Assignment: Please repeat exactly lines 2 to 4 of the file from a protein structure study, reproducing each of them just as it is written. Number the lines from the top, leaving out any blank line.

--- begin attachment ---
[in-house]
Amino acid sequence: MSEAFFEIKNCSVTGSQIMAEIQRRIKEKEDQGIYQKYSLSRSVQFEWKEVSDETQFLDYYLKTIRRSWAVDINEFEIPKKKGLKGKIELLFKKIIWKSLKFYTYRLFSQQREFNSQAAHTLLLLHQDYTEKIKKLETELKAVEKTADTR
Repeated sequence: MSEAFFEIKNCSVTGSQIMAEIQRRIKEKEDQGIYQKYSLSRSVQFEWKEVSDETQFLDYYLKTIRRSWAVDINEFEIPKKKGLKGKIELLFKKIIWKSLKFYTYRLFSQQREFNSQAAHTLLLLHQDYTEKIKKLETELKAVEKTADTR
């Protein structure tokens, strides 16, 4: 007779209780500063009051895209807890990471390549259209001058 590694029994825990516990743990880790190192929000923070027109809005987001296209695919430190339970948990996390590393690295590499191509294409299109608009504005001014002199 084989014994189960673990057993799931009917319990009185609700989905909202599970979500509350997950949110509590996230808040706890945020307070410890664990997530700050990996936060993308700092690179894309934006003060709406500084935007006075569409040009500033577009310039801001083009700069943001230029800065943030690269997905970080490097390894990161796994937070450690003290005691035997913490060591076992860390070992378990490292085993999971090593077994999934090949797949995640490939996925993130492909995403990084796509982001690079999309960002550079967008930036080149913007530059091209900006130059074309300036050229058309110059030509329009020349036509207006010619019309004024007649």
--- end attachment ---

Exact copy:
Amino acid sequence: MSEAFFEIKNCSVTGSQIMAEIQRRIKEKEDQGIYQKYSLSRSVQFEWKEVSDETQFLDYYLKTIRRSWAVDINEFEIPKKKGLKGKIELLFKKIIWKSLKFYTYRLFSQQREFNSQAAHTLLLLHQDYTEKIKKLETELKAVEKTADTR
Repeated sequence: MSEAFFEIKNCSVTGSQIMAEIQRRIKEKEDQGIYQKYSLSRSVQFEWKEVSDETQFLDYYLKTIRRSWAVDINEFEIPKKKGLKGKIELLFKKIIWKSLKFYTYRLFSQQREFNSQAAHTLLLLHQDYTEKIKKLETELKAVEKTADTR
């Protein structure tokens, strides 16, 4: 007779209780500063009051895209807890990471390549259209001058 590694029994825990516990743990880790190192929000923070027109809005987001296209695919430190339970948990996390590393690295590499191509294409299109608009504005001014002199 084989014994189960673990057993799931009917319990009185609700989905909202599970979500509350997950949110509590996230808040706890945020307070410890664990997530700050990996936060993308700092690179894309934006003060709406500084935007006075569409040009500033577009310039801001083009700069943001230029800065943030690269997905970080490097390894990161796994937070450690003290005691035997913490060591076992860390070992378990490292085993999971090593077994999934090949797949995640490939996925993130492909995403990084796509982001690079999309960002550079967008930036080149913007530059091209900006130059074309300036050229058309110059030509329009020349036509207006010619019309004024007649």